Hey there and welcome back to the Video Editor’s Digest! In this edition we cover creating GIFs in Premiere, how many producers should be on a project, YouTube Content ID policy changes & more.
In case you’re new around here, in the Video Editor’s Digest you get the lowdown on some cool happenings from around the internet on things related to video editing, video production, or just being a creative professional. It also gives me a chance to update you about new pieces on the EVF website and YouTube channel and tell you any freelance, work, or life stories I may have.
If you have a resource of your own or one you stumble across that you want to share in a future Video Editor’s Digest, you can submit it here.
Alright, let’s get into it!
Creating GIFs with Premiere Pro and GIPHY
Not going to joke around here. For the longest time I’ve been making my GIFs in Photoshop. I learned like 4-5 years ago how to do it and never thought of finding an easier method. Until today.
I stumbled upon a tutorial by Peter from Broke Visionary Collective (BVC Co.) that walks you through how to make a GIF in Premiere then edit it in GIPHY. 🤯
It’s seriously easy and I’m kicking myself for not searching for another way to do this. I also picked up the trick of clicking the filmstrip icon which is called the “Drag Video Only” button in the Source Monitor and dragging it onto the Timeline. This just brings the video portion of a clip into your sequence.
Peter’s tutorial runs 5:18 but the Premiere section is only about the first half of it. Watch the tutorial here. (link is to YouTube = autoplays)
How Many Video Producers Should be on a Project?
Last week producer Stephen Follows proposed an interesting question: Is it better to have one producer or a team of producers?
In his article Stephen dives into the data and financial numbers of feature films having one vs. multiple producers.
This one hit home a bit for me. Before moving into my new position, my company worked with one producer for a project. We’re not making Hollywood movies here but we do have a highly-complicated, niche product we’re creating videos for. Once I took my new position as “head producer” and overseeing the other producers I moved us towards the team approach.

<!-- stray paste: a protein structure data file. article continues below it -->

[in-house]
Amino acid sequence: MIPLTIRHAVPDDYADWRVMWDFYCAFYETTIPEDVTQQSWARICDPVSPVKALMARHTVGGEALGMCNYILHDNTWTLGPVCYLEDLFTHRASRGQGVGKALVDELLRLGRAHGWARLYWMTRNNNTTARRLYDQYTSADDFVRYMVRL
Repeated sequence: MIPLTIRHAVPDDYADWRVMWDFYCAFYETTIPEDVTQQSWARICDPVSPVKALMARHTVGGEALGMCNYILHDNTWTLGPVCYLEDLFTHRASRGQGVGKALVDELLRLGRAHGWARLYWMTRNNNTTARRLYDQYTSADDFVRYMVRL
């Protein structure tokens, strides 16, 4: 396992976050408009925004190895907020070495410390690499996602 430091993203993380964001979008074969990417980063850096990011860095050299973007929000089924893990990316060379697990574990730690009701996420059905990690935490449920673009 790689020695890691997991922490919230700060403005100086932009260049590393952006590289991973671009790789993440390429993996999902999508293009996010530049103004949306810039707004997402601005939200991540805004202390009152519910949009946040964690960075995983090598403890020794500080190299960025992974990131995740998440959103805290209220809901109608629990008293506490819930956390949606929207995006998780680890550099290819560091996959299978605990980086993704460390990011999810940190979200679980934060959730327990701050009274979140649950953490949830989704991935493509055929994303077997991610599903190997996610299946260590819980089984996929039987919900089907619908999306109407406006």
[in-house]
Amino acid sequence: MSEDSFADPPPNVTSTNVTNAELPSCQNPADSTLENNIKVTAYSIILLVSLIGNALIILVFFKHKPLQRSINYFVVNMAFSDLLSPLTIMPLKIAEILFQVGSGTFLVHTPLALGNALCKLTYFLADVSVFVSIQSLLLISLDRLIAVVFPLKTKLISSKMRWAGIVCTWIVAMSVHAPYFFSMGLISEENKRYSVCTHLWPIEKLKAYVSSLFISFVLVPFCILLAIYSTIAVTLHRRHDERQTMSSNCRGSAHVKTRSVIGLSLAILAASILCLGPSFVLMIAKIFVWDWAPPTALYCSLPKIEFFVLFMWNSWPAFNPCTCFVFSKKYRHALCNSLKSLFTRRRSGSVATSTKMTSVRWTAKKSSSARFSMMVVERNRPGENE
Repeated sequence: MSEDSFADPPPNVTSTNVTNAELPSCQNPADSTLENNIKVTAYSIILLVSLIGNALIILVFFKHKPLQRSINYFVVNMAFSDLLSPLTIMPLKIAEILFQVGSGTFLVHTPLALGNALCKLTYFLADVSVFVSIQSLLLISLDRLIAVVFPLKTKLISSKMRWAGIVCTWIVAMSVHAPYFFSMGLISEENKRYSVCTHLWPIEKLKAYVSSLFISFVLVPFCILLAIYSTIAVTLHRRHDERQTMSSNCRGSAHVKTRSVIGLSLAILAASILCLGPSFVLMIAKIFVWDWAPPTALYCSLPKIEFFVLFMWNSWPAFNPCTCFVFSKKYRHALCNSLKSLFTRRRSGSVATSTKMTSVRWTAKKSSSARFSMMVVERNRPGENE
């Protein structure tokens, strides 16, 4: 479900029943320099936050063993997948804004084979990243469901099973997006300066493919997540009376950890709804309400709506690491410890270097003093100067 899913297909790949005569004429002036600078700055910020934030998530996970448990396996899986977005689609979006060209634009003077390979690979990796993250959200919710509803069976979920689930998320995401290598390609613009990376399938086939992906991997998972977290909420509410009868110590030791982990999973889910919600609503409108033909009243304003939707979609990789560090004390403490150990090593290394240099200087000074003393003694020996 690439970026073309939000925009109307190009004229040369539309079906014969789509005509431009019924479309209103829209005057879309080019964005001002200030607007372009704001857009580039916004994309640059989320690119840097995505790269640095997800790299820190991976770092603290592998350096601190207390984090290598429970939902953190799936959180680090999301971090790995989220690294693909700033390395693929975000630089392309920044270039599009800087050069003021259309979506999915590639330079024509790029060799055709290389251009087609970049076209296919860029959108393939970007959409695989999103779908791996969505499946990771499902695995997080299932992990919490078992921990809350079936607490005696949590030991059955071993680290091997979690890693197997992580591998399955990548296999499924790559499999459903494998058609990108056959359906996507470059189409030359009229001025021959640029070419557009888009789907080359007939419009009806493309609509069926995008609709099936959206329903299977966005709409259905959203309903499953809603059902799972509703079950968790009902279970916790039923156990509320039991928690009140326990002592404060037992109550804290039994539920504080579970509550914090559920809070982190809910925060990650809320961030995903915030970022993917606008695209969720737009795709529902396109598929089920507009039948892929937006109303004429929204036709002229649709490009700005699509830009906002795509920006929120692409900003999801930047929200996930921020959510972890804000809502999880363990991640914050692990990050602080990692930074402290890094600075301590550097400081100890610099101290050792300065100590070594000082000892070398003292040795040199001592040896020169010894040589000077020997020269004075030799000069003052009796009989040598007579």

TBH, I can’t imagine ever going back to solo producing. It definitely depends on your team (I’m super lucky with mine) but if you ask me, it’s much better to share the responsibility.
New around here? Check out the Edit Video Faster Archives to see everything on the site.
YouTube Announces Another Content ID Policy Change
YouTube is making another change to it’s Content ID claiming policies. In VED Edition #37 we discussed the new tools available to creators if there’s a claim made against one of their videos. Now, starting in mid-September, a manual claim will be denied if someone else’s content is used without permission for a very short amount of time. An example they give is vlogging in a store with music playing in the background.
Here’s a quote from YouTube’s Creator Blog:
“Including someone else’s content without permission — regardless of how short the clip is — means your video can still be claimed and copyright owners will still be able to prevent monetization or block the video from being viewed. However, going forward, our policies will forbid copyright owners from using our Manual Claiming tool to monetize creator videos with very short or unintentional uses of music.”
What’s New Around EVF
I’ll tell you what. Last week took a toll on this new dad. And working on the new Avid Media Composer Resources page was at the bottom of my to-do list. But it’s a new week! And with a new week comes a new to-do list and renewed optimism. Got my fingers crossed I’ll get some work done on it and hopefully out to you in the next few weeks.
Until then, please check out my new Networking Fundamentals for Video Editors article if you haven’t read it yet.
I hope you’re doing well and have a fantastic week. See you for a new Video Editor’s Digest next week!